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United States Department of Agriculture

Agricultural Research Service

Title: Survival and Growth of Erwinia Amylovora on Apple Leaves

Authors
item Norelli, John (jay)
item Brandl, Maria

Submitted to: Acta Horticulturae
Publication Type: Proceedings
Publication Acceptance Date: July 1, 2004
Publication Date: February 10, 2006
Citation: Norelli, J.L., Brandl, M. 2006. Survival and growth of Erwinia amylovora on apple leaves. Acta Horticulturae. 704:121-126.

Technical Abstract: Populations of Erwinia amylovora (Ea) dropped from 10-4/leaf to below detectable limits within 48 hrs on 'Royal Gala' apple shoots inoculated with Ea and incubated in a growth chamber at 24ºC and high relative humidity (80-95%). Low Ea populations (<10/leaf) were detected 6 and 14 days after inoculation. Under orchard conditions in June 2002 and in 2003, Ea was detected on leaves after rain events but were short lived. However, in July 2002, Ea populations recovered from leaves significantly increased following a thunderstorm that occurred on a hot day (35ºC). The day after the storm, July 10, low numbers of Ea were detected. On July 15, higher numbers of Ea were detected in leaf washings plated on media, but Ea was not detected in leaf prints on media, suggesting that bacteria were within the leaf. Following 4 cm of rain on July 16, Ea was detected in both washes and prints. The effect of high temperature and rapid temperature change during inoculation were studied under controlled environmental conditions on both 'Royal Gala' and 'M.26' shoots. A post-inoculation incubation temperature of 35ºC resulted in more shoot infection than incubation at 24ºC. Pre-inoculation incubation temperature did not have a significant effect on shoot infection. Inoculating plants with bacteria at 4ºC resulted in more shoot infection than with bacteria at 24ºC. When plants were inoculated with cold bacteria (4ºC) and incubated at high temperature (35ºC), Ea quickly became established within young leaves but rapidly declined on the surface of older leaves. Microscopic observation indicated that under these conditions, Ea would colonize hydathodes and glandular trichomes of young leaves. These results suggest that rapid temperature changes during summer storms can lead to the establishment of Ea within the leaf.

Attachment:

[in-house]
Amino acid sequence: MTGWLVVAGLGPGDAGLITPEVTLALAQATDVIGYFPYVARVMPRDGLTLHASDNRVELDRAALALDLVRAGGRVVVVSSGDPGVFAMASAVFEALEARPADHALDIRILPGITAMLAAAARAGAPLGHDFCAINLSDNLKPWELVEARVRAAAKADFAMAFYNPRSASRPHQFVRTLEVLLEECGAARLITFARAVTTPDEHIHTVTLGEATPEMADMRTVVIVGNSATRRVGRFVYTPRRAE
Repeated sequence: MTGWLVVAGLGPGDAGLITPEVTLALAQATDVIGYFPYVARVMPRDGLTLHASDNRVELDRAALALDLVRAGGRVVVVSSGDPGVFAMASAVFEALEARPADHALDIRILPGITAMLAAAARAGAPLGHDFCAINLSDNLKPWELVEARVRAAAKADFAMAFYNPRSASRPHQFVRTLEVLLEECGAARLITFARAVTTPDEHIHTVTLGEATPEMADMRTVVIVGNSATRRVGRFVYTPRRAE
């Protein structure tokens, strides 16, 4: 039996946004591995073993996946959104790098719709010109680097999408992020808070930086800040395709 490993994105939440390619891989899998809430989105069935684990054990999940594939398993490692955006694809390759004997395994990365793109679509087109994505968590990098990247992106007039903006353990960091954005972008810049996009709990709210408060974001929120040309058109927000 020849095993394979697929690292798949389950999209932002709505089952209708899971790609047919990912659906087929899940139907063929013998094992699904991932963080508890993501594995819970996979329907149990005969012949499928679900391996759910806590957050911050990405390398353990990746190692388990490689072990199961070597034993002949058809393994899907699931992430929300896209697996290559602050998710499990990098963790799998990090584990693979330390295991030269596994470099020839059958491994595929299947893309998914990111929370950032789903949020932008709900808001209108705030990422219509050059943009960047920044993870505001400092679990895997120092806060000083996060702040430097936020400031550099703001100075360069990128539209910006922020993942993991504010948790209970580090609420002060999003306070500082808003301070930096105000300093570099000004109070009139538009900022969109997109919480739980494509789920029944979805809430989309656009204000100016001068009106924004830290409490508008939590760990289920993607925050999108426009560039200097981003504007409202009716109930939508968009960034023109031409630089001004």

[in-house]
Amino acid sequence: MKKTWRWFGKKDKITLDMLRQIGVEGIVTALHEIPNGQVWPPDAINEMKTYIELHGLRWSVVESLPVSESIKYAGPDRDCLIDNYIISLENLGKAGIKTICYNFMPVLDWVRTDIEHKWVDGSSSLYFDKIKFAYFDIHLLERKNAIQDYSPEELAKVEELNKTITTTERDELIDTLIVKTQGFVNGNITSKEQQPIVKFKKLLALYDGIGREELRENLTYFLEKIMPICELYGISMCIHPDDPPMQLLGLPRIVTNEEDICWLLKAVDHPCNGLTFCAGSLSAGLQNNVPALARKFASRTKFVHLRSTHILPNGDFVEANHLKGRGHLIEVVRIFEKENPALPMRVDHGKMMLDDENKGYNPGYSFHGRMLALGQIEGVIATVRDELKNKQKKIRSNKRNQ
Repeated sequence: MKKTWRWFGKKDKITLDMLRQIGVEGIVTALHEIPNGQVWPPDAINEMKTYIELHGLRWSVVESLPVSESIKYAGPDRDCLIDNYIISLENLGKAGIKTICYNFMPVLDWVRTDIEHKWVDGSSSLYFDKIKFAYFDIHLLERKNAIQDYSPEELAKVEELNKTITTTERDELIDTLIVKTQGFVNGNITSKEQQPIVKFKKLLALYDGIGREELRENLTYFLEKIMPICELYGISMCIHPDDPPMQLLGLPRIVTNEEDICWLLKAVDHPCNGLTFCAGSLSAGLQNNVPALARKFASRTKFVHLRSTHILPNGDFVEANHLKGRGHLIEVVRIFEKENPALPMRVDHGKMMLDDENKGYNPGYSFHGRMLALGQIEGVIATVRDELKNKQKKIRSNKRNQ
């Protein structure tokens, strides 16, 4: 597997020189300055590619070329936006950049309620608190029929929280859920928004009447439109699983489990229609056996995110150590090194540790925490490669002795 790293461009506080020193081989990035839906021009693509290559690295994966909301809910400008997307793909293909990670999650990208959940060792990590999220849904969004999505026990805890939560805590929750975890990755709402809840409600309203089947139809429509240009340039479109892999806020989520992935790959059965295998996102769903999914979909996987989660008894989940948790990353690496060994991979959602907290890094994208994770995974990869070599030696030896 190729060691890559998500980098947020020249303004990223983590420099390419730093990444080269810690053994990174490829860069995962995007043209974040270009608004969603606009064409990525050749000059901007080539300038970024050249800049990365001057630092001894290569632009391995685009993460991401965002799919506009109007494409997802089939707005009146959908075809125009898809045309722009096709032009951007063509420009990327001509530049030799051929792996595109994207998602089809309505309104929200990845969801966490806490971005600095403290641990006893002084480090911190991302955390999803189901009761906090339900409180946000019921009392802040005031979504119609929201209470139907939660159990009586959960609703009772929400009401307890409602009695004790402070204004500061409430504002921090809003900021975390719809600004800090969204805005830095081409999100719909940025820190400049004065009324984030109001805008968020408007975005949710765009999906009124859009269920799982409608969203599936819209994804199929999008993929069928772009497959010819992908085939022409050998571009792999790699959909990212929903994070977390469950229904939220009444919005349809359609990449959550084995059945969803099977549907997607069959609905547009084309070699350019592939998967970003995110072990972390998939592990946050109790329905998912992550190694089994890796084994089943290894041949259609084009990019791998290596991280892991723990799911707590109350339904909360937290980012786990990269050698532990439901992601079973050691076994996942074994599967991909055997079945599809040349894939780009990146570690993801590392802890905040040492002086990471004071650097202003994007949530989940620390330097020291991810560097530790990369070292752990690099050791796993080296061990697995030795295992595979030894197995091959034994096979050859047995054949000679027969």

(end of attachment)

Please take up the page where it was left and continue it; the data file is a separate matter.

Last Modified: 10/24/2014
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